What China’s new Basel standards will mean for banks
China’s latest effort to curb shadow banking involves applying Basel standards on banks: they must disclose far more of their exposure to previously unidentified counterparties. It’s good for the industry, but what does it mean for individual mainland banks?
Shadow banking has long been the ghost at the feast of Chinese banking. Mainland banks lead the world in market capitalization these days and their growth trajectory is promising, but the entire system’s outlook is clouded by this opaque sector.
Shadow banking has dodged regulation so extravagantly that it has at times been worth as much as 87% of China’s GDP: Nomura has estimated the sector as being worth RMB122.8 trillion ($18.5 trillion).
It was with this in mind that the China Banking Regulatory Commission (CBRC) published a draft regulation in January, in a move that would bring the country in line with the Basel Committee on Banking Supervision’s framework for controlling large exposures of commercial banks.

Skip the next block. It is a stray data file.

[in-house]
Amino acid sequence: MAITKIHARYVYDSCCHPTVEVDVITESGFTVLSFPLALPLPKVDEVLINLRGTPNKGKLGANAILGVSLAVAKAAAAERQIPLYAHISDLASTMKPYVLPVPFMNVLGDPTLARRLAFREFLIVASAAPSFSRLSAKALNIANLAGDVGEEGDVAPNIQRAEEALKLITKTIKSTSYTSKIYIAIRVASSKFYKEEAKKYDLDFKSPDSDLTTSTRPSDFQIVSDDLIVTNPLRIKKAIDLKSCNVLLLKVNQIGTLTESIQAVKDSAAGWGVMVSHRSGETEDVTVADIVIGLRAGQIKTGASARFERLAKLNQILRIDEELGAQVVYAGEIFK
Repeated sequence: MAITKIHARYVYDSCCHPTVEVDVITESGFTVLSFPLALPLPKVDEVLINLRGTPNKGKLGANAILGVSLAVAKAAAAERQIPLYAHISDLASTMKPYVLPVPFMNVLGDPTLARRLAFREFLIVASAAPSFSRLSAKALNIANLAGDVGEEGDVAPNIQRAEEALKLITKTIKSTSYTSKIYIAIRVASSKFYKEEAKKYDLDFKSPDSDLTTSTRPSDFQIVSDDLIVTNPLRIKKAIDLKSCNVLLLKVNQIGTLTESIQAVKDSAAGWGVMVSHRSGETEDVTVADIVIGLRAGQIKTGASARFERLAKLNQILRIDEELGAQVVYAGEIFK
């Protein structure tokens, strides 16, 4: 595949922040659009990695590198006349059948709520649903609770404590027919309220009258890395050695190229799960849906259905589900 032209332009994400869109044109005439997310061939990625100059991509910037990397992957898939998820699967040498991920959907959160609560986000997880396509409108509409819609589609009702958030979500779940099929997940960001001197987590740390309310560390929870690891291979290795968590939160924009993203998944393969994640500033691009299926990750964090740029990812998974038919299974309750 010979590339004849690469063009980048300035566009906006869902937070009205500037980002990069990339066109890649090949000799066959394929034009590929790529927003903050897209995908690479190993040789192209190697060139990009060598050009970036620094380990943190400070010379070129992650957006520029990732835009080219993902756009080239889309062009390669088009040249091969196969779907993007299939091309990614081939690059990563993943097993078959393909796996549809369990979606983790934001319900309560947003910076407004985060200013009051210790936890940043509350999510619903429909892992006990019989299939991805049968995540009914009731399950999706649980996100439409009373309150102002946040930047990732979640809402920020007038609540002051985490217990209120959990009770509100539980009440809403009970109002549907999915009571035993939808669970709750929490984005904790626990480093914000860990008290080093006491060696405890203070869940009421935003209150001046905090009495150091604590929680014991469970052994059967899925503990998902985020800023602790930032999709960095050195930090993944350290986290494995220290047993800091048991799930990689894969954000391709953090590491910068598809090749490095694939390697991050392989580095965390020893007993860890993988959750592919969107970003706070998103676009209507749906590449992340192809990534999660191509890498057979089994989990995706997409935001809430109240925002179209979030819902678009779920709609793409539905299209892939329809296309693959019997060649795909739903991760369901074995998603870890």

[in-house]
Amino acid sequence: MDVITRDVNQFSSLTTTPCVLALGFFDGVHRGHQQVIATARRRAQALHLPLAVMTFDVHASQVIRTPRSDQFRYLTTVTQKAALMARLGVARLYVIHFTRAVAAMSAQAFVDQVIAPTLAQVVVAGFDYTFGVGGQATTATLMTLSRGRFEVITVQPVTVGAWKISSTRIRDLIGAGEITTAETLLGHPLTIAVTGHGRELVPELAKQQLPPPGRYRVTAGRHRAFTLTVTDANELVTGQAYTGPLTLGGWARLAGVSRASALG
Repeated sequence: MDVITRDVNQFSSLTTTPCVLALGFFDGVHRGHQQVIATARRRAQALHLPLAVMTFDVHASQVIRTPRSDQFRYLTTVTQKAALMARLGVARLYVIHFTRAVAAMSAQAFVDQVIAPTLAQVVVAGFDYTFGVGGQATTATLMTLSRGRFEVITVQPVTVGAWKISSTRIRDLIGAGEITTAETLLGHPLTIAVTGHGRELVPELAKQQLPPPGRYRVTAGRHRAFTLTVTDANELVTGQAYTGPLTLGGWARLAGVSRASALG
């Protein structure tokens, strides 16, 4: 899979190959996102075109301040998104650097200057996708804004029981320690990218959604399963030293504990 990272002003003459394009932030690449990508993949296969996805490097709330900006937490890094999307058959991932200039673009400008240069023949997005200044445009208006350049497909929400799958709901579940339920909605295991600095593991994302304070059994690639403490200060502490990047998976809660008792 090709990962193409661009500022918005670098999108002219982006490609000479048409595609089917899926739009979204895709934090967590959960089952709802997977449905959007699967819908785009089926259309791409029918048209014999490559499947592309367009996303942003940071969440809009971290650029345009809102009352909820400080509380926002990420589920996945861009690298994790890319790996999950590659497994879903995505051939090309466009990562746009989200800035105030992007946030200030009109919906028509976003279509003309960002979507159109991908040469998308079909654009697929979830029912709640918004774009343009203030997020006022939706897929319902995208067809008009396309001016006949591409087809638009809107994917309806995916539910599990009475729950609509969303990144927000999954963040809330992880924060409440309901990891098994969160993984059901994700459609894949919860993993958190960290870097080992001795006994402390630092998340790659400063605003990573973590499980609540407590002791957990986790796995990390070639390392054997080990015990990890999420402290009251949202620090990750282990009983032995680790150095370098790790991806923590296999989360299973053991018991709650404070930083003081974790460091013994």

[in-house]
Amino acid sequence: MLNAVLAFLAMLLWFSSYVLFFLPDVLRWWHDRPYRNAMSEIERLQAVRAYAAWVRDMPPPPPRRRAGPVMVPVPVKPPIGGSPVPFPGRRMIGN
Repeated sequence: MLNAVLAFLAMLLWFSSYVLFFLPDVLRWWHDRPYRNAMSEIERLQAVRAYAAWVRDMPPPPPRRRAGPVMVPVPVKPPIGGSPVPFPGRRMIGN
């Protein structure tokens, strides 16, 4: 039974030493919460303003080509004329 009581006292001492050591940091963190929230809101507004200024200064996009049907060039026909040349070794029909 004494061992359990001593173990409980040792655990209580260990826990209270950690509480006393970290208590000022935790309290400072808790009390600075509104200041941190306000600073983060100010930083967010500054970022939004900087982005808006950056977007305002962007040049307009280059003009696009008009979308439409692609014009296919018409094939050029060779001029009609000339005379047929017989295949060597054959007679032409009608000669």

It was one of a suite of measures and directives the CBRC launched in January to try to rein in a practice that threatens the structural integrity of the whole banking system.
The regulation is at the comment stage – so it’s possible it won’t be adopted – but generally when China issues such a draft, it’s pretty much committed to going ahead with it.
“There is always a public comment stage,” says one banker familiar with the process of new regulation in China.